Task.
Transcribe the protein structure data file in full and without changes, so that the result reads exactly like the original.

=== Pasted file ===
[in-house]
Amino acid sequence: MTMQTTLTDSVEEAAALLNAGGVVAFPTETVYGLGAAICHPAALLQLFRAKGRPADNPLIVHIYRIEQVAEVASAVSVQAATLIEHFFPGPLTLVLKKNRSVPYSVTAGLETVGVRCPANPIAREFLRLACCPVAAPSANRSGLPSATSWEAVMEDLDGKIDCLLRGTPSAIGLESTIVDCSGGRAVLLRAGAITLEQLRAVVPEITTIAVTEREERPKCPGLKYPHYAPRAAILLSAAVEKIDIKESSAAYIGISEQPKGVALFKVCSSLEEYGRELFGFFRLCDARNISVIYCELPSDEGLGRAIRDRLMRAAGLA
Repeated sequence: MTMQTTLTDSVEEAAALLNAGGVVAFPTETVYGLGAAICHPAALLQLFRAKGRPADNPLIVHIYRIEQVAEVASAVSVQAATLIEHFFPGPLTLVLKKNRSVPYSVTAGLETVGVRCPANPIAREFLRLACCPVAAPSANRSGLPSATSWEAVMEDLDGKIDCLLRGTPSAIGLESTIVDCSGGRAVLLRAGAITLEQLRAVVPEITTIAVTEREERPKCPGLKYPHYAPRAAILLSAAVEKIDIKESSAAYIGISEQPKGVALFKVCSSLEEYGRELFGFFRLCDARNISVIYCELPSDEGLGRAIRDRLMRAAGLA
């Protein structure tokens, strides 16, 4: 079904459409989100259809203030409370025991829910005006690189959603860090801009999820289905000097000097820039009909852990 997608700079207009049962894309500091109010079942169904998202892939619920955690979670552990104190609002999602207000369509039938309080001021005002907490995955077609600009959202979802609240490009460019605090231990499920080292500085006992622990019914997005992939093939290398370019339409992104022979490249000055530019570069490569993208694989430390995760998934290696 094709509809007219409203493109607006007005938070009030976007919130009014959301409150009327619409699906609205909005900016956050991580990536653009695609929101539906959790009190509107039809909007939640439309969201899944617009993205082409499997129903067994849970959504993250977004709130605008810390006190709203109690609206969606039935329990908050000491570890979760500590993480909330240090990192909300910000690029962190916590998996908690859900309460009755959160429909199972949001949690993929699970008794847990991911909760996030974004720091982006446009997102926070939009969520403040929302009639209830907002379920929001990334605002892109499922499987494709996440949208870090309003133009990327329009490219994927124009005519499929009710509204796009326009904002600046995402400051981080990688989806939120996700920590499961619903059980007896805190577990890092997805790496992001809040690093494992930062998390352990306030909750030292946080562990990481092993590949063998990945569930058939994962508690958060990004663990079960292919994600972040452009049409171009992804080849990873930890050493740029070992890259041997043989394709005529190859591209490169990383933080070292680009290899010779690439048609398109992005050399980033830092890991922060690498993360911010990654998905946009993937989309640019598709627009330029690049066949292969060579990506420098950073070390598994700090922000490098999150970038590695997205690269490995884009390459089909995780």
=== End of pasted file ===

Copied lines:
[in-house]
Amino acid sequence: MTMQTTLTDSVEEAAALLNAGGVVAFPTETVYGLGAAICHPAALLQLFRAKGRPADNPLIVHIYRIEQVAEVASAVSVQAATLIEHFFPGPLTLVLKKNRSVPYSVTAGLETVGVRCPANPIAREFLRLACCPVAAPSANRSGLPSATSWEAVMEDLDGKIDCLLRGTPSAIGLESTIVDCSGGRAVLLRAGAITLEQLRAVVPEITTIAVTEREERPKCPGLKYPHYAPRAAILLSAAVEKIDIKESSAAYIGISEQPKGVALFKVCSSLEEYGRELFGFFRLCDARNISVIYCELPSDEGLGRAIRDRLMRAAGLA
Repeated sequence: MTMQTTLTDSVEEAAALLNAGGVVAFPTETVYGLGAAICHPAALLQLFRAKGRPADNPLIVHIYRIEQVAEVASAVSVQAATLIEHFFPGPLTLVLKKNRSVPYSVTAGLETVGVRCPANPIAREFLRLACCPVAAPSANRSGLPSATSWEAVMEDLDGKIDCLLRGTPSAIGLESTIVDCSGGRAVLLRAGAITLEQLRAVVPEITTIAVTEREERPKCPGLKYPHYAPRAAILLSAAVEKIDIKESSAAYIGISEQPKGVALFKVCSSLEEYGRELFGFFRLCDARNISVIYCELPSDEGLGRAIRDRLMRAAGLA
């Protein structure tokens, strides 16, 4: 079904459409989100259809203030409370025991829910005006690189959603860090801009999820289905000097000097820039009909852990 997608700079207009049962894309500091109010079942169904998202892939619920955690979670552990104190609002999602207000369509039938309080001021005002907490995955077609600009959202979802609240490009460019605090231990499920080292500085006992622990019914997005992939093939290398370019339409992104022979490249000055530019570069490569993208694989430390995760998934290696 094709509809007219409203493109607006007005938070009030976007919130009014959301409150009327619409699906609205909005900016956050991580990536653009695609929101539906959790009190509107039809909007939640439309969201899944617009993205082409499997129903067994849970959504993250977004709130605008810390006190709203109690609206969606039935329990908050000491570890979760500590993480909330240090990192909300910000690029962190916590998996908690859900309460009755959160429909199972949001949690993929699970008794847990991911909760996030974004720091982006446009997102926070939009969520403040929302009639209830907002379920929001990334605002892109499922499987494709996440949208870090309003133009990327329009490219994927124009005519499929009710509204796009326009904002600046995402400051981080990688989806939120996700920590499961619903059980007896805190577990890092997805790496992001809040690093494992930062998390352990306030909750030292946080562990990481092993590949063998990945569930058939994962508690958060990004663990079960292919994600972040452009049409171009992804080849990873930890050493740029070992890259041997043989394709005529190859591209490169990383933080070292680009290899010779690439048609398109992005050399980033830092890991922060690498993360911010990654998905946009993937989309640019598709627009330029690049066949292969060579990506420098950073070390598994700090922000490098999150970038590695997205690269490995884009390459089909995780």